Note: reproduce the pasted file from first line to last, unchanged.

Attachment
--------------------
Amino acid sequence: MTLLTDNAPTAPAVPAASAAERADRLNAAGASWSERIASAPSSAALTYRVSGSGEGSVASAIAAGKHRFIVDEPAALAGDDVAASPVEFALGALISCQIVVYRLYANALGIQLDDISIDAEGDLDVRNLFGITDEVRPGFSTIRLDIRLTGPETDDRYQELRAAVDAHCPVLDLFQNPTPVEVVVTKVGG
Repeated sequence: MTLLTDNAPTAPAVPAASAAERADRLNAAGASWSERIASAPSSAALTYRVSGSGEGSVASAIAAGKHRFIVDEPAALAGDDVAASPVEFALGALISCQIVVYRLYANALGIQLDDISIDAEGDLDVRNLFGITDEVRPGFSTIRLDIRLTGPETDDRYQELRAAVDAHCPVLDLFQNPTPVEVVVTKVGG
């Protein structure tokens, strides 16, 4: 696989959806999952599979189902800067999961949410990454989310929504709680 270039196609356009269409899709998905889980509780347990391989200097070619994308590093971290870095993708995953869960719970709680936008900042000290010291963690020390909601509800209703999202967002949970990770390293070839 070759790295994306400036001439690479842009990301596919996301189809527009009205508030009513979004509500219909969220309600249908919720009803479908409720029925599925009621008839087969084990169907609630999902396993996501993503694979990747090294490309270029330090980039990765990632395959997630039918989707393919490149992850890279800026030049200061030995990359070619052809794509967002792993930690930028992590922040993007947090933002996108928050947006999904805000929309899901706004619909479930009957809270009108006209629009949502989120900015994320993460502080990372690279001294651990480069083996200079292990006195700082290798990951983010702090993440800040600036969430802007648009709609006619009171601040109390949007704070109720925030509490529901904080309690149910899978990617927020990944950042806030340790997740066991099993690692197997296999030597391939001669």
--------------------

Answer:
Amino acid sequence: MTLLTDNAPTAPAVPAASAAERADRLNAAGASWSERIASAPSSAALTYRVSGSGEGSVASAIAAGKHRFIVDEPAALAGDDVAASPVEFALGALISCQIVVYRLYANALGIQLDDISIDAEGDLDVRNLFGITDEVRPGFSTIRLDIRLTGPETDDRYQELRAAVDAHCPVLDLFQNPTPVEVVVTKVGG
Repeated sequence: MTLLTDNAPTAPAVPAASAAERADRLNAAGASWSERIASAPSSAALTYRVSGSGEGSVASAIAAGKHRFIVDEPAALAGDDVAASPVEFALGALISCQIVVYRLYANALGIQLDDISIDAEGDLDVRNLFGITDEVRPGFSTIRLDIRLTGPETDDRYQELRAAVDAHCPVLDLFQNPTPVEVVVTKVGG
């Protein structure tokens, strides 16, 4: 696989959806999952599979189902800067999961949410990454989310929504709680 270039196609356009269409899709998905889980509780347990391989200097070619994308590093971290870095993708995953869960719970709680936008900042000290010291963690020390909601509800209703999202967002949970990770390293070839 070759790295994306400036001439690479842009990301596919996301189809527009009205508030009513979004509500219909969220309600249908919720009803479908409720029925599925009621008839087969084990169907609630999902396993996501993503694979990747090294490309270029330090980039990765990632395959997630039918989707393919490149992850890279800026030049200061030995990359070619052809794509967002792993930690930028992590922040993007947090933002996108928050947006999904805000929309899901706004619909479930009957809270009108006209629009949502989120900015994320993460502080990372690279001294651990480069083996200079292990006195700082290798990951983010702090993440800040600036969430802007648009709609006619009171601040109390949007704070109720925030509490529901904080309690149910899978990617927020990944950042806030340790997740066991099993690692197997296999030597391939001669």